In the New Testament, however, such a clear distinction is not always made. The main concept in the word 'sanctification', as with the word 'holy', is being set apart for God, or consecrated to God, and therefore separated from the world, from sin, and from evil. In the NT, believers are often called 'saints', people who have been made holy because they have a relationship with God, which has been made possible because their sins have been forgiven through the death of Jesus. Jesus was sanctified by consecrating his life to God and willingly submitting to his will (Jn 17:19). Often 'sanctified' is used almost synonymously with 'justified' to describe the relationship, rather than the process. The writer of Hebrews describes 'sanctified' as a once for all action, made possible by the offering of the body of Jesus Christ (Heb 10:10), by which people are brought into relationship with a holy God. In the NT, sanctification also describes the life-long process of becoming more like the character of Christ, showing more of the fruit of the Spirit in our lives. It is God's intention that our lives become more sanctified, as we abstain from sin and resist temptation.

Sin because under grace? - Slaves of obedience (6:15-19)

Paul’s imaginary opponent now asks the question again, but slightly differently, "Should we sin because we are not under law but under grace?". The thought behind the question is whether we can we get away with sin. Does it really matter? Again Paul's response is, "By no means!"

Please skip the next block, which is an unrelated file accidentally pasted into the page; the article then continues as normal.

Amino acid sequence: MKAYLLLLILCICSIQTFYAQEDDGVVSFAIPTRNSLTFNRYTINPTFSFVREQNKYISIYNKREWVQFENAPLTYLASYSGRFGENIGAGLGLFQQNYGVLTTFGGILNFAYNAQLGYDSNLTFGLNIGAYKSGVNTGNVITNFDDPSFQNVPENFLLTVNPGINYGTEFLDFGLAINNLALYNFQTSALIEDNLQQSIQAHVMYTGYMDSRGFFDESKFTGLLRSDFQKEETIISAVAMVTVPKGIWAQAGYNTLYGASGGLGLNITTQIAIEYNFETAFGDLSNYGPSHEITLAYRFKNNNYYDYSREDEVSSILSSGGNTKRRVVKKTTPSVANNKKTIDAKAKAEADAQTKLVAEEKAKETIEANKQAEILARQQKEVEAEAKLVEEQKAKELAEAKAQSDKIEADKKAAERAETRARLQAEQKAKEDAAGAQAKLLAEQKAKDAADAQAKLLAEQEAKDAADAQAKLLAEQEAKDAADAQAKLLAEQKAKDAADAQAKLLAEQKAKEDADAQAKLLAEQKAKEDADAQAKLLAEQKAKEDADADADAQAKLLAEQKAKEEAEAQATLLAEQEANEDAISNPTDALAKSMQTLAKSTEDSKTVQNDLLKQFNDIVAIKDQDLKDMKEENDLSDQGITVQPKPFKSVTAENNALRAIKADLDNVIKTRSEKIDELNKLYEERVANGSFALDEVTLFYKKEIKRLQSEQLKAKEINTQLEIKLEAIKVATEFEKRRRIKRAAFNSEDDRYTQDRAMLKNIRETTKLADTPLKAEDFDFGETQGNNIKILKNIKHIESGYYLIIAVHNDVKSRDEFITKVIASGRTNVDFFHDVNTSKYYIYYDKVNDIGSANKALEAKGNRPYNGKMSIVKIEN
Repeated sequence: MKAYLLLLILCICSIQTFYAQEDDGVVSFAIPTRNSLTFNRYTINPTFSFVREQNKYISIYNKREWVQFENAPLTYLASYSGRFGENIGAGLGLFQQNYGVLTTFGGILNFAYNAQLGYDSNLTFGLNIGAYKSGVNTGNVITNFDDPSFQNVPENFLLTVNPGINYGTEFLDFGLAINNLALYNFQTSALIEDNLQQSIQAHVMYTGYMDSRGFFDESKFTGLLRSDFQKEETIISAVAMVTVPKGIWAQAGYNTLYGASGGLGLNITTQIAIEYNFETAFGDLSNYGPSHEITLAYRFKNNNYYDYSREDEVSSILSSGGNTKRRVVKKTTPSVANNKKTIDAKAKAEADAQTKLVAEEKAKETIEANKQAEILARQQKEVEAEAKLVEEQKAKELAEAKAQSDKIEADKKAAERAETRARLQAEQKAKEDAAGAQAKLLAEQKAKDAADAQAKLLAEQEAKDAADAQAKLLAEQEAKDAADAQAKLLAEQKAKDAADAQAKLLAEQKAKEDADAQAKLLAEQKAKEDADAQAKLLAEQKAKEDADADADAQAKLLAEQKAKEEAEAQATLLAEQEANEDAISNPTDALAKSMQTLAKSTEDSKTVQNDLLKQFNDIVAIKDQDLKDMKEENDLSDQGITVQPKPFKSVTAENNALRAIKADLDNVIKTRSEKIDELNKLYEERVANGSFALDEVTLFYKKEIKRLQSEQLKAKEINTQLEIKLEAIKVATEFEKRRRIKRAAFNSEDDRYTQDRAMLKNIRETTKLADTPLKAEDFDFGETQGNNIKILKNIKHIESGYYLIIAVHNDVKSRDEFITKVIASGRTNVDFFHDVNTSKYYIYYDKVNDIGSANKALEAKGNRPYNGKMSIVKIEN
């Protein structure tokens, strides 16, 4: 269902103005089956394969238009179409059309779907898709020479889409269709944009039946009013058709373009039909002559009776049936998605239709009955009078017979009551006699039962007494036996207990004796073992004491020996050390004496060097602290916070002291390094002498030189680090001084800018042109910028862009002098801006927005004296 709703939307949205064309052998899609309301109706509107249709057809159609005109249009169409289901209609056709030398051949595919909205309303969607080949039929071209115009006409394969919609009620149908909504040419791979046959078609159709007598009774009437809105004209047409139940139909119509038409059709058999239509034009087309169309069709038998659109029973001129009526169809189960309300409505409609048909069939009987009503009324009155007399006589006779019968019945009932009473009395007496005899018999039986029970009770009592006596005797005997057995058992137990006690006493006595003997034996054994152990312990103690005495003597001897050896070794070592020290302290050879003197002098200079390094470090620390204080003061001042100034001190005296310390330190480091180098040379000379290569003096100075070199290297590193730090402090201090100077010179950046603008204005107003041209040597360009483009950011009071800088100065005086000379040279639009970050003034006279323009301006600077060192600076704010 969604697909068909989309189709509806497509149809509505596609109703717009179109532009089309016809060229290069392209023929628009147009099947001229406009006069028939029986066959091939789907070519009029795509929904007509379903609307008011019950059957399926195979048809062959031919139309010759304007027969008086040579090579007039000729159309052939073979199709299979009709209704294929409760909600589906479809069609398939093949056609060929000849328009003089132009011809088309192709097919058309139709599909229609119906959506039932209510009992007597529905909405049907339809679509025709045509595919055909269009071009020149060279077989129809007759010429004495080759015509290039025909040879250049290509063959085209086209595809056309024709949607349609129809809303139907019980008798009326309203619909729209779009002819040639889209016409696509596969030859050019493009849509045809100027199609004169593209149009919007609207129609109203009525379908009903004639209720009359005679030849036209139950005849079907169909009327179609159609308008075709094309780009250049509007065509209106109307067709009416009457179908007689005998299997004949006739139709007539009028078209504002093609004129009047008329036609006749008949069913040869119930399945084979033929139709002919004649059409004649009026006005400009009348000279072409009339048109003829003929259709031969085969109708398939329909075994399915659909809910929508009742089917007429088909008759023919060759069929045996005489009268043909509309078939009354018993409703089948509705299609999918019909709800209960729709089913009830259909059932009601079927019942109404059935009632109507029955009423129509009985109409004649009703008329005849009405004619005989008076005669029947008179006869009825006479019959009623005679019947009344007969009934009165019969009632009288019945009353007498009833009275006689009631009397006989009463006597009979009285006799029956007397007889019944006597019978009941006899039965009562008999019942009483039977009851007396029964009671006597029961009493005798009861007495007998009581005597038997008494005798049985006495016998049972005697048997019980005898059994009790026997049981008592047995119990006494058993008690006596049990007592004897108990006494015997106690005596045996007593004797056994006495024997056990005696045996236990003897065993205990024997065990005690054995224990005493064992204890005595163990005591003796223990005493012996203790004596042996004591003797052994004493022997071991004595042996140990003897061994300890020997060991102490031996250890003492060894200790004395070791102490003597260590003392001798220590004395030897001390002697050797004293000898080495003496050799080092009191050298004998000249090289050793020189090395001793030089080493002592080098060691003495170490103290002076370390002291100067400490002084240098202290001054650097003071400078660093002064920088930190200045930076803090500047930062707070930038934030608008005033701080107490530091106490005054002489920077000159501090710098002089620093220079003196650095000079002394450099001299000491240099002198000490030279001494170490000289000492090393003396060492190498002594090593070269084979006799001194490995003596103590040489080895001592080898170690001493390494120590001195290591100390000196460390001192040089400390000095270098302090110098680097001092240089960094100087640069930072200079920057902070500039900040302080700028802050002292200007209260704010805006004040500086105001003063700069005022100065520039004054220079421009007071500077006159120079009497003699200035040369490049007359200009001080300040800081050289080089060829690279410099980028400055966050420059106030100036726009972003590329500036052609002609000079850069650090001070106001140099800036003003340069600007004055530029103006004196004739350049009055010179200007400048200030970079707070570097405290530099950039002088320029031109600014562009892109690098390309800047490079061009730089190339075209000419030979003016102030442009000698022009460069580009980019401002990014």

To answer the question, Paul uses his second illustration, from slavery, to show that sin is not worth it. He introduces an important principle, that all people are a slave of something, of their master. We are a slave of whatever or whoever we worship. The choice is between being a slave to sin and death, or a slave to obedience and righteousness in Christ.

Sin is portrayed as a cruel and powerful slave-master which leads us into bondage. It is addictive and destructive, even though it can appear attractive at first. In Christ, we have been set free from the slave-master of sin, and have become slaves of righteousness. We have a new lord and master, therefore we need to obey him. Slavery demands total obedience, just as Paul introduced himself as a slave of Jesus Christ (1:1).

Freed from sin, enslaved to God (6:20-23)

Sin does not just enslave people now, it also determines their destiny. The end of sin is death (v21), and the end of sanctification is eternal life (v22). Sin pages its wages, a person reaps what they deserve, which is death. By contrast, God gives a free gift, which is sanctification now, and at the end, eternal life.